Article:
AT LEAST 25 people – including directors of five centres – have been involved in the alleged embezzlement of state funds from many protection centres for the destitute, an investigation has revealed.
The ongoing probe by the Public Sector Anti-Corruption Commission (PACC) has found suspected misuse of funds allocated for the poor and needy at 28 provincial branches of the centre, according to Pol General Jarumporn Suramanee, a PACC executive board member who acts as its spokesman. The PACC executive board, chaired by Kitti Limchaikit, met yesterday to discuss the matter.
After more than two hours, the board resolved to appoint a fact-finding subcommittee to look into suspected irregularities in five more provinces where funds were skimmed from the budget intended to help low-income families, HIV patients and the destitute.
The five provinces are Nong Khai, Bung Kan, Trat, Nan and Surat Thani, according to Jarumporn.
Subcommittees were previously appointed for Khon Kaen and Chiang Mai. The centres are under the Social Development and Human Security Ministry.
Jarumporn said yesterday that the directors of the centres in the five provinces were found to have been involved in the alleged embezzlement.
A number of junior officials at the centres, state officials at other local agencies and outsiders were also suspected of being involved, he added.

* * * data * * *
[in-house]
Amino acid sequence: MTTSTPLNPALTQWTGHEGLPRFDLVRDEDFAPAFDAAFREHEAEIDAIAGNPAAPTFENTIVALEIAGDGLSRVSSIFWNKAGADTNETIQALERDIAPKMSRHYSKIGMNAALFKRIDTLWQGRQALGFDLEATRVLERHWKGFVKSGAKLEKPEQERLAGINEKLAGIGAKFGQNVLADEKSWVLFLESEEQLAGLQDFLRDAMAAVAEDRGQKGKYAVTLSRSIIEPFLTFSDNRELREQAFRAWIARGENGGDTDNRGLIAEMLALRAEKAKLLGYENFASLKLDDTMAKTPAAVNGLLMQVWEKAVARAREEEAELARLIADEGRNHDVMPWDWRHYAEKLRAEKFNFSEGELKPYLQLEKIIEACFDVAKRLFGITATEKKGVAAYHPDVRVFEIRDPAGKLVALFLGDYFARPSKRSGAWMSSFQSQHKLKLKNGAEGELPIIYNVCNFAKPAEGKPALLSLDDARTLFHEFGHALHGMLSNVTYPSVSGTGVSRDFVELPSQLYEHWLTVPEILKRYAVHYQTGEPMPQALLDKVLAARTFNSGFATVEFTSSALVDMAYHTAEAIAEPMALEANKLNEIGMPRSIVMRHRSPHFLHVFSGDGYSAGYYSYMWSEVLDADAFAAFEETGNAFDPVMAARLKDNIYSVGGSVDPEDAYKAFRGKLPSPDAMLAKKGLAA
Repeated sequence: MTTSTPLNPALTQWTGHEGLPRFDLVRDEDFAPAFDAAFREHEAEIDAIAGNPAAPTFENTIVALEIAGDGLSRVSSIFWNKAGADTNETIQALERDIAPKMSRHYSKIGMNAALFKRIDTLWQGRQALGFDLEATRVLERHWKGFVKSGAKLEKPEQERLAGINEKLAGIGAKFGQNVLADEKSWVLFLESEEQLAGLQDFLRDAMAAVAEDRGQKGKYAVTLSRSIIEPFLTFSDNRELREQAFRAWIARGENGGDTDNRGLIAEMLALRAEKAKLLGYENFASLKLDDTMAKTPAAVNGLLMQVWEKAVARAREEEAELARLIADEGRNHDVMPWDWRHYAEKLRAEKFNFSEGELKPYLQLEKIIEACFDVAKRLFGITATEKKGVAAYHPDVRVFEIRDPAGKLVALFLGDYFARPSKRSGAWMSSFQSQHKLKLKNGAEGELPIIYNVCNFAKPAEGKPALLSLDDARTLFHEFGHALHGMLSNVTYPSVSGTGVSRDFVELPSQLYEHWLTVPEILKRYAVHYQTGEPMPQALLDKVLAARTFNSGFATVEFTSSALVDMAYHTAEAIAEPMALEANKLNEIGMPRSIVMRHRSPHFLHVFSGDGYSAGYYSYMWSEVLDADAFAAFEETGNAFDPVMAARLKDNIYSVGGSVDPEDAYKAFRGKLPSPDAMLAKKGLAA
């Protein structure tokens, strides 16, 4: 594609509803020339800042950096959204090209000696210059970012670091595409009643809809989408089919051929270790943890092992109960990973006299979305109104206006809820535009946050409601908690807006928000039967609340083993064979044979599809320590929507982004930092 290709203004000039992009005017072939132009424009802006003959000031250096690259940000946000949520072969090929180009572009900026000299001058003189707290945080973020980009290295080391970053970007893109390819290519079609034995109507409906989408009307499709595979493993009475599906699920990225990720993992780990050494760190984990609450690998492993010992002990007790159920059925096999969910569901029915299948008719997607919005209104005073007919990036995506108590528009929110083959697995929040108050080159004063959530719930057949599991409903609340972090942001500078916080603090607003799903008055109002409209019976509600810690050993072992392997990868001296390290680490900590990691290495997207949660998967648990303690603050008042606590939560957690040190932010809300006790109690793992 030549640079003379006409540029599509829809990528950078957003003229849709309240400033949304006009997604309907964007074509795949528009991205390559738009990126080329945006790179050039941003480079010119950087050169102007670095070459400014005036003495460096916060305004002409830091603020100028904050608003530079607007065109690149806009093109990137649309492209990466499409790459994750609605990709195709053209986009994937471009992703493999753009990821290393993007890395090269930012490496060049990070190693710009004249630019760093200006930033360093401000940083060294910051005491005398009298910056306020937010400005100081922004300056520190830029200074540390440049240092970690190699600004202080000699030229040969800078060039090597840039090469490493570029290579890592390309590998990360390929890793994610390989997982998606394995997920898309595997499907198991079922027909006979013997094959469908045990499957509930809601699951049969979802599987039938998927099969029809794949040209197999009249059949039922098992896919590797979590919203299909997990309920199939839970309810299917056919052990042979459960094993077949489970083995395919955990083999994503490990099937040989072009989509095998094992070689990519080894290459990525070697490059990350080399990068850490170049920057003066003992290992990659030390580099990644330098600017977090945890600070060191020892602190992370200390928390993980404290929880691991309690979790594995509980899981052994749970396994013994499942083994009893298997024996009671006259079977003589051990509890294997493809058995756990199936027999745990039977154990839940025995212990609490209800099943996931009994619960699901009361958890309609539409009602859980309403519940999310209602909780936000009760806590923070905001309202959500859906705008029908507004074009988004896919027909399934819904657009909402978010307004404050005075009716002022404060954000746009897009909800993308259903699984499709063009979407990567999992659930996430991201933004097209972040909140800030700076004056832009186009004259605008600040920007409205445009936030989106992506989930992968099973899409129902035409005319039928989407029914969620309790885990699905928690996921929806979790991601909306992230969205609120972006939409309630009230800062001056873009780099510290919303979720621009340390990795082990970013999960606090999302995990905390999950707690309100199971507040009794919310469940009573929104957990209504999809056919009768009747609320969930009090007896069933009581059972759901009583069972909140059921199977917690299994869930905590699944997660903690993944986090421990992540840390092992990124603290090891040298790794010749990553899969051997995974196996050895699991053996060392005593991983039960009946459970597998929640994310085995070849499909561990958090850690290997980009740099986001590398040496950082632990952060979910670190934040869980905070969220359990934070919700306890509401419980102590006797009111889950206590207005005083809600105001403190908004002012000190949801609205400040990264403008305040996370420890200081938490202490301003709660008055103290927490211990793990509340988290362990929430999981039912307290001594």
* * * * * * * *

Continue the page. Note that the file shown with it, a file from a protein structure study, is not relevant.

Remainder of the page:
He said that if the officials were found to be involved in the fraud they would be charged with malfeasance, dereliction of duty, and falsifying official documents, as well as other charges. The anti-corruption law might also be applied, he added.
Jarumporn said the investigation team would examine budget records of the centres involved back to fiscal year 2015 to determine if there were any suspicious cases. The alleged scandal was first exposed by a university student who was sent to train as part of a community development course at the Khon Kaen Protection Centre for the Destitute.
Panida Yotpanya, a senior student at Maha Sarakham University, reported a suspected irregularity to authorities after she was ordered to complete false information on official documents and falsify the signatures of supposed aid recipients. Her tip-off led to PACC investigations into dozens of centres all over the country.
The PACC investigators met local residents whose names were used without their consent to claim aid. The people are mainly villagers and health volunteers. Many of the local residents told investigators that they had never applied for aid and that their signatures had been falsified, with photocopies of their ID cards being used without their permission. Others said they had received a small share of the aid requested on their behalf without their knowledge.
Meanwhile, Social Development and Human Security Minister General Anantaporn Kanjanarat yesterday said he would implement an “initial punishment” against the ministry’s officials found to be involved in the scandal. He did not elaborate.
He said that according to the ministerial regulations, it could take as many as 180 days for disciplinary action to be taken. “Society may view us as not serious in dealing with the issue,” he said. The minister also asked the junior officials who were forced to get involved in the fraud to come forward and confess so that they would get leniency. “They will be treated as witnesses,” he said.